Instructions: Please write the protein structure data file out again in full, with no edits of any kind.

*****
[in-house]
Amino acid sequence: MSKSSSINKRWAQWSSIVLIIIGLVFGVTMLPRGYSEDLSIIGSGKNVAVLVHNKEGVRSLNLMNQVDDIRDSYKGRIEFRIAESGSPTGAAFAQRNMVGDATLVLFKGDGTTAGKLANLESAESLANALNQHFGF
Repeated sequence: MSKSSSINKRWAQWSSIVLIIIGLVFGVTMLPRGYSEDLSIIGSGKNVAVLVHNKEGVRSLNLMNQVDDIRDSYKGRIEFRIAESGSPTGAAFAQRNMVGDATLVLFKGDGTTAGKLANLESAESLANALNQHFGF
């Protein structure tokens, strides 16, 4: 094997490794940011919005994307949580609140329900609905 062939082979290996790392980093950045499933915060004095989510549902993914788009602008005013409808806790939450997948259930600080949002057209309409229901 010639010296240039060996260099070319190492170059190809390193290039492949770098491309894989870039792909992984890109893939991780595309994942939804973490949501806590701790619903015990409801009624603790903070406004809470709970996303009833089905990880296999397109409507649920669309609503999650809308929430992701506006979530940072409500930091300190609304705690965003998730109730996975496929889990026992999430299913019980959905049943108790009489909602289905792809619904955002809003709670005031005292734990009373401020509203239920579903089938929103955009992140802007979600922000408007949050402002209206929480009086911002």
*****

[in-house]
Amino acid sequence: MSKSSSINKRWAQWSSIVLIIIGLVFGVTMLPRGYSEDLSIIGSGKNVAVLVHNKEGVRSLNLMNQVDDIRDSYKGRIEFRIAESGSPTGAAFAQRNMVGDATLVLFKGDGTTAGKLANLESAESLANALNQHFGF
Repeated sequence: MSKSSSINKRWAQWSSIVLIIIGLVFGVTMLPRGYSEDLSIIGSGKNVAVLVHNKEGVRSLNLMNQVDDIRDSYKGRIEFRIAESGSPTGAAFAQRNMVGDATLVLFKGDGTTAGKLANLESAESLANALNQHFGF
């Protein structure tokens, strides 16, 4: 094997490794940011919005994307949580609140329900609905 062939082979290996790392980093950045499933915060004095989510549902993914788009602008005013409808806790939450997948259930600080949002057209309409229901 010639010296240039060996260099070319190492170059190809390193290039492949770098491309894989870039792909992984890109893939991780595309994942939804973490949501806590701790619903015990409801009624603790903070406004809470709970996303009833089905990880296999397109409507649920669309609503999650809308929430992701506006979530940072409500930091300190609304705690965003998730109730996975496929889990026992999430299913019980959905049943108790009489909602289905792809619904955002809003709670005031005292734990009373401020509203239920579903089938929103955009992140802007979600922000408007949050402002209206929480009086911002």